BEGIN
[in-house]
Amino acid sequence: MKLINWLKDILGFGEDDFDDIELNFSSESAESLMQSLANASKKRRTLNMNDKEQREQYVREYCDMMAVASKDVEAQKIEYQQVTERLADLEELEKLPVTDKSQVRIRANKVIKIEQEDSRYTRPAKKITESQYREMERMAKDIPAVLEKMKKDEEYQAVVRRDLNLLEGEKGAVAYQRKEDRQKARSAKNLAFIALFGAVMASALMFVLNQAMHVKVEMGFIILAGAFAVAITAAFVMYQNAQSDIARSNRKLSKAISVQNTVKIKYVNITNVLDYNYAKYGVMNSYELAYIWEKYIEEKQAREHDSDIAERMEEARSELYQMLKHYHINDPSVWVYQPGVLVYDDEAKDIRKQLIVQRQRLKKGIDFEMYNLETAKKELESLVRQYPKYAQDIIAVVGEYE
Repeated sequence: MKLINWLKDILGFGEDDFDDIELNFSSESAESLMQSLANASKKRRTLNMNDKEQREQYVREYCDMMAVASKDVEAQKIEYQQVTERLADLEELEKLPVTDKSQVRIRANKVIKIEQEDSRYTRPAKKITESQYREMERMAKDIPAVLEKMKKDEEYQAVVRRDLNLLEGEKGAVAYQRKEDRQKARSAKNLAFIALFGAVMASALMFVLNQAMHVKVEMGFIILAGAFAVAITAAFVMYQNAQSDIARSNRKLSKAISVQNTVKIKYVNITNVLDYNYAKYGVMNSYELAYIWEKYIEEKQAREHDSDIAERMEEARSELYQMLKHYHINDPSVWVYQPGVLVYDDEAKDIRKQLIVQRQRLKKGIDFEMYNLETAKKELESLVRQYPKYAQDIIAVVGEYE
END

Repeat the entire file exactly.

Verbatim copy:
[in-house]
Amino acid sequence: MKLINWLKDILGFGEDDFDDIELNFSSESAESLMQSLANASKKRRTLNMNDKEQREQYVREYCDMMAVASKDVEAQKIEYQQVTERLADLEELEKLPVTDKSQVRIRANKVIKIEQEDSRYTRPAKKITESQYREMERMAKDIPAVLEKMKKDEEYQAVVRRDLNLLEGEKGAVAYQRKEDRQKARSAKNLAFIALFGAVMASALMFVLNQAMHVKVEMGFIILAGAFAVAITAAFVMYQNAQSDIARSNRKLSKAISVQNTVKIKYVNITNVLDYNYAKYGVMNSYELAYIWEKYIEEKQAREHDSDIAERMEEARSELYQMLKHYHINDPSVWVYQPGVLVYDDEAKDIRKQLIVQRQRLKKGIDFEMYNLETAKKELESLVRQYPKYAQDIIAVVGEYE
Repeated sequence: MKLINWLKDILGFGEDDFDDIELNFSSESAESLMQSLANASKKRRTLNMNDKEQREQYVREYCDMMAVASKDVEAQKIEYQQVTERLADLEELEKLPVTDKSQVRIRANKVIKIEQEDSRYTRPAKKITESQYREMERMAKDIPAVLEKMKKDEEYQAVVRRDLNLLEGEKGAVAYQRKEDRQKARSAKNLAFIALFGAVMASALMFVLNQAMHVKVEMGFIILAGAFAVAITAAFVMYQNAQSDIARSNRKLSKAISVQNTVKIKYVNITNVLDYNYAKYGVMNSYELAYIWEKYIEEKQAREHDSDIAERMEEARSELYQMLKHYHINDPSVWVYQPGVLVYDDEAKDIRKQLIVQRQRLKKGIDFEMYNLETAKKELESLVRQYPKYAQDIIAVVGEYE